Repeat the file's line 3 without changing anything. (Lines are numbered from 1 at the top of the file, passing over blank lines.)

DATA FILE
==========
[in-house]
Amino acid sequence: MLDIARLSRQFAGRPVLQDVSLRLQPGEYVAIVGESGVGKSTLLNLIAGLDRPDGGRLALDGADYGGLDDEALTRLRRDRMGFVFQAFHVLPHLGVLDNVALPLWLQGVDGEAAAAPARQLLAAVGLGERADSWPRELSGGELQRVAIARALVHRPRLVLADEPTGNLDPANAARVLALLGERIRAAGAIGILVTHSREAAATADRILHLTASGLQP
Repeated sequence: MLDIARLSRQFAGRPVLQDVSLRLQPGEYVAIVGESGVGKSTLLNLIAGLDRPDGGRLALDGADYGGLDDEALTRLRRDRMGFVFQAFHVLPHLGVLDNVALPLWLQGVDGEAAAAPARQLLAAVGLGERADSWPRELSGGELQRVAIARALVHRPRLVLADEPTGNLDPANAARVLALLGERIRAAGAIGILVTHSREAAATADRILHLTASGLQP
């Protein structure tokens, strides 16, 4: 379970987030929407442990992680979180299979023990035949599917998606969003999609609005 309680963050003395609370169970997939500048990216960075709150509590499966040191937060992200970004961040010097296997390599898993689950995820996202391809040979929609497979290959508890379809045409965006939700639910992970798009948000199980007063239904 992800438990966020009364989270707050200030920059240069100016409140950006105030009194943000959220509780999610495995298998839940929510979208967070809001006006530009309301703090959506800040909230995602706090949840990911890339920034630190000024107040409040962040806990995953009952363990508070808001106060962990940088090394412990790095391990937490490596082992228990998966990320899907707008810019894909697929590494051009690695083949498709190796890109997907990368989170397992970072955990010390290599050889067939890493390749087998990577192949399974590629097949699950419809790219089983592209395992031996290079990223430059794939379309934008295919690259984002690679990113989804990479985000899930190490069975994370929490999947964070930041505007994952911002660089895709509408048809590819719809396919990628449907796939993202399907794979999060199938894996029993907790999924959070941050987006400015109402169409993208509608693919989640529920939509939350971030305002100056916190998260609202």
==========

Repeated sequence: MLDIARLSRQFAGRPVLQDVSLRLQPGEYVAIVGESGVGKSTLLNLIAGLDRPDGGRLALDGADYGGLDDEALTRLRRDRMGFVFQAFHVLPHLGVLDNVALPLWLQGVDGEAAAAPARQLLAAVGLGERADSWPRELSGGELQRVAIARALVHRPRLVLADEPTGNLDPANAARVLALLGERIRAAGAIGILVTHSREAAATADRILHLTASGLQP